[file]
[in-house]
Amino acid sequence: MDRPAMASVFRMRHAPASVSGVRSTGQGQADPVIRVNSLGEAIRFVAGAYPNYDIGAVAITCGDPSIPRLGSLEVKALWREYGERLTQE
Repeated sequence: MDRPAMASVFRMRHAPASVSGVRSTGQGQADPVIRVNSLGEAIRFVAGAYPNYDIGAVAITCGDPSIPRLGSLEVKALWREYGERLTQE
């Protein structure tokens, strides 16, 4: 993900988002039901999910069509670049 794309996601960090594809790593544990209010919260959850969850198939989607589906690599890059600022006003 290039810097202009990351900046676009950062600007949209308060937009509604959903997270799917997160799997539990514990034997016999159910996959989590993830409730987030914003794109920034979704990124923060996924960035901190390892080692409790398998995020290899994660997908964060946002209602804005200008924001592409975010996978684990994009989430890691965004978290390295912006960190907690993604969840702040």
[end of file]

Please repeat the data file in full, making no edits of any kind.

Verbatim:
[in-house]
Amino acid sequence: MDRPAMASVFRMRHAPASVSGVRSTGQGQADPVIRVNSLGEAIRFVAGAYPNYDIGAVAITCGDPSIPRLGSLEVKALWREYGERLTQE
Repeated sequence: MDRPAMASVFRMRHAPASVSGVRSTGQGQADPVIRVNSLGEAIRFVAGAYPNYDIGAVAITCGDPSIPRLGSLEVKALWREYGERLTQE
């Protein structure tokens, strides 16, 4: 993900988002039901999910069509670049 794309996601960090594809790593544990209010919260959850969850198939989607589906690599890059600022006003 290039810097202009990351900046676009950062600007949209308060937009509604959903997270799917997160799997539990514990034997016999159910996959989590993830409730987030914003794109920034979704990124923060996924960035901190390892080692409790398998995020290899994660997908964060946002209602804005200008924001592409975010996978684990994009989430890691965004978290390295912006960190907690993604969840702040």